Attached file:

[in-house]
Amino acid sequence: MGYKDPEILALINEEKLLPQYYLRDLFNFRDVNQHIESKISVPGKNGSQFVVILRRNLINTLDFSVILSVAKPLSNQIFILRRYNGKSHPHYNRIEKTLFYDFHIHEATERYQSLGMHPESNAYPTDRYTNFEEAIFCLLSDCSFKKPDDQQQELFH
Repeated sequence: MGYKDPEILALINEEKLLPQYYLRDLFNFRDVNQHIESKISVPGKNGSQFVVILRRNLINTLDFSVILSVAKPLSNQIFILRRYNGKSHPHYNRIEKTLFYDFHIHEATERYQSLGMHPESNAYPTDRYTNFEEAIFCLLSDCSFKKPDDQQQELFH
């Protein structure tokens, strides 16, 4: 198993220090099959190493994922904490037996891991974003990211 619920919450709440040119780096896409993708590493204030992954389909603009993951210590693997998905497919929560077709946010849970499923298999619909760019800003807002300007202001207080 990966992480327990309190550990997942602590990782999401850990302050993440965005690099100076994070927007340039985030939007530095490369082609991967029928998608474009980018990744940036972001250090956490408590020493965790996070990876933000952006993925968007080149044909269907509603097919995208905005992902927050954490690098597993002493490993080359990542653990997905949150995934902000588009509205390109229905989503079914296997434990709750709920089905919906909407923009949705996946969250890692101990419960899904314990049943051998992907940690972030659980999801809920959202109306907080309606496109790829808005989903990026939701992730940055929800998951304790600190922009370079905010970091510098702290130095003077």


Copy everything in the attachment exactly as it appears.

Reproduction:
[in-house]
Amino acid sequence: MGYKDPEILALINEEKLLPQYYLRDLFNFRDVNQHIESKISVPGKNGSQFVVILRRNLINTLDFSVILSVAKPLSNQIFILRRYNGKSHPHYNRIEKTLFYDFHIHEATERYQSLGMHPESNAYPTDRYTNFEEAIFCLLSDCSFKKPDDQQQELFH
Repeated sequence: MGYKDPEILALINEEKLLPQYYLRDLFNFRDVNQHIESKISVPGKNGSQFVVILRRNLINTLDFSVILSVAKPLSNQIFILRRYNGKSHPHYNRIEKTLFYDFHIHEATERYQSLGMHPESNAYPTDRYTNFEEAIFCLLSDCSFKKPDDQQQELFH
């Protein structure tokens, strides 16, 4: 198993220090099959190493994922904490037996891991974003990211 619920919450709440040119780096896409993708590493204030992954389909603009993951210590693997998905497919929560077709946010849970499923298999619909760019800003807002300007202001207080 990966992480327990309190550990997942602590990782999401850990302050993440965005690099100076994070927007340039985030939007530095490369082609991967029928998608474009980018990744940036972001250090956490408590020493965790996070990876933000952006993925968007080149044909269907509603097919995208905005992902927050954490690098597993002493490993080359990542653990997905949150995934902000588009509205390109229905989503079914296997434990709750709920089905919906909407923009949705996946969250890692101990419960899904314990049943051998992907940690972030659980999801809920959202109306907080309606496109790829808005989903990026939701992730940055929800998951304790600190922009370079905010970091510098702290130095003077």